Jody Blackwell stepped inside the front entrance of the old church. Long, wooden strips of floor trim are stretched across the tops of the pews, which are still arranged in a semicircle around the preacher’s platform, only three steps off the floor, same as it ever was.
Sheets of plywood cover gaps in the windows that for nearly a century were occupied by stained glass. It’s a Thursday morning, and it’s chilly in the church; the heat hasn’t been on in nearly a decade.
“What do you see when you look at it all?” a visitor asked him.
“It’s what I hear,” he said, gazing up at the ceiling.
String music plays softly from a Bluetooth speaker. Blackwell paused the music with a tap on his phone.
“This church was built in 1913,” he said. “What this building’s going to be is a music teaching center for at-risk children.”
Blackwell, a combustion turbine tech at the Buck Combined Cycle Station, talks about his vision for this Salisbury, N.C., church the way Kevin Costner’s character talks about his vision for his Iowa farm in “Field of Dreams.”
For decades, the old building was Second Presbyterian Church. Eventually it closed, and pieces of it, including the windows, went to salvagers, while everything else got dusty.
Blackwell can envision the trim on the baseboards and the windows installed and the floor polished. He can see hallways leading to new bathrooms outside, and beyond that, a giant community garden.
But again, as he stands in the doorway of what’s now named Beacon Hall, it’s not about what he sees. When he closes his eyes, he can hear the sound of children playing their first notes on a piano or pulling a bow across a violin for the first time. He’s 64 years old and says he was called to do this.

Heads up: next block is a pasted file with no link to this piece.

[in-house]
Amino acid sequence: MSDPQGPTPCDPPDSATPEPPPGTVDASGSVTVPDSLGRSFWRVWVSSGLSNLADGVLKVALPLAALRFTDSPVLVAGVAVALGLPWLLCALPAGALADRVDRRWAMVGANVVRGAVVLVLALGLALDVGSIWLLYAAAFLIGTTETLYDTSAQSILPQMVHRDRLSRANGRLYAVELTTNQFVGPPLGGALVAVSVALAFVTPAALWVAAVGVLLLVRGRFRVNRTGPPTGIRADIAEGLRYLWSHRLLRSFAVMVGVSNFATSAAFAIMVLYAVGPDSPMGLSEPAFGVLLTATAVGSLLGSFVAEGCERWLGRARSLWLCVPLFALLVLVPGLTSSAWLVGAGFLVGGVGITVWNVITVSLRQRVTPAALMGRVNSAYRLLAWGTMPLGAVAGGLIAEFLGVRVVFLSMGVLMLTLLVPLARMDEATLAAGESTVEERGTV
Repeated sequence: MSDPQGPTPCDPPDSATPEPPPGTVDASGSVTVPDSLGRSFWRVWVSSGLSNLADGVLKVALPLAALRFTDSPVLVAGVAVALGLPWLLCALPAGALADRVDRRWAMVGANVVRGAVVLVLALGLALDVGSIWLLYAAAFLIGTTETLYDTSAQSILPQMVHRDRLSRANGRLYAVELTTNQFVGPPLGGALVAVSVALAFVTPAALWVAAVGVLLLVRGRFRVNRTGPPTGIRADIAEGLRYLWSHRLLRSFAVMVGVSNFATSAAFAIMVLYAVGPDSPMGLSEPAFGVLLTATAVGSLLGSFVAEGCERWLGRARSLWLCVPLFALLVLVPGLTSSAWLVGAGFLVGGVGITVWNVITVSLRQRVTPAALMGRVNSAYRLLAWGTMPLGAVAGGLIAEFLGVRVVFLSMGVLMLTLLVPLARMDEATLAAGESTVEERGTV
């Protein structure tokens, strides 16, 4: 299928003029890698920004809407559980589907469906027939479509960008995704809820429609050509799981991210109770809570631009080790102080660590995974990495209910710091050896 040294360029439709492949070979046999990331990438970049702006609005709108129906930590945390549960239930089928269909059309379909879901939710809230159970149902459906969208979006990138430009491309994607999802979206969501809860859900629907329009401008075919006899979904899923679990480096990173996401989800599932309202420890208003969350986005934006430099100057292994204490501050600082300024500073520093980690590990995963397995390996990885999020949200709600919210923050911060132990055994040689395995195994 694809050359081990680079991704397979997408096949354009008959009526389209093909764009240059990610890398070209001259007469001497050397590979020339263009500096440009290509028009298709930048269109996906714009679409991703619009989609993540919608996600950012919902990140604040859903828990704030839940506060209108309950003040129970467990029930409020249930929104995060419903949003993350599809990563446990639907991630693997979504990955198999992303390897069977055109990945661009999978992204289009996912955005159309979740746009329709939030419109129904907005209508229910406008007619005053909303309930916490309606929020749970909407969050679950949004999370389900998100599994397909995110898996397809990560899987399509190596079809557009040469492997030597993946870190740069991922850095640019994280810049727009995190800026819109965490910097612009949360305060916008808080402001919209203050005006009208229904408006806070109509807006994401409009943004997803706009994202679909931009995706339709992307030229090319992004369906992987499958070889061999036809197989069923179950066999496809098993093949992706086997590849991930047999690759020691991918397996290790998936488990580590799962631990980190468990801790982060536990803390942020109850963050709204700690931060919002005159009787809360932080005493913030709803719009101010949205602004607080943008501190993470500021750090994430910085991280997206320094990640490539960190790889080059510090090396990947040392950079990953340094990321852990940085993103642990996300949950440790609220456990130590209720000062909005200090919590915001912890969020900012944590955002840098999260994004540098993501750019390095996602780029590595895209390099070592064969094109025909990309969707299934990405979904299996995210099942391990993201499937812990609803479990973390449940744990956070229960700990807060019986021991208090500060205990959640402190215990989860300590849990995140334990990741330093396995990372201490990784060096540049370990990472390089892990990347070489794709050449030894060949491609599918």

“You imagine that kid when he walks in there and just looks up – it’ll be nearly like walking through the train with Harry Potter going from one world to another,” he said. “When you walk in, you know where you’re at, how you should behave, and you know why you’re here.”
Blackwell grew up in Turtletown, Tenn., he said, “7 miles east of Ducktown.” Early in his career he worked at a copper mine just over the state line in Murphy, N.C. After the mine shut down in the late 1980s, he found a job with Duke Energy as a welder at Bad Creek Hydroelectric Station in South Carolina. He transferred to Salisbury in 1990.
He met his wife, Maggie, and they bought a home four blocks from Beacon Hall in the Fulton Heights neighborhood. Every time he’d ride his bike past the building, he felt drawn to it. They bought it in spring 2017, then formed a board of advisers and set up the nonprofit Beacon Hall Inc. An architect drew up plans to turn the church into a concert venue. But some things didn’t sit well with Blackwell: the pews would have to be removed for seats, walls would come down. He worried they’d strayed from the original purpose of the building.
“We’ve got to leave this old girl just like she is,” he says now. “If anything, we’ve got to preserve whatever’s there. We want to not disturb that as much as possible.”
They narrowed the mission and modified the plans.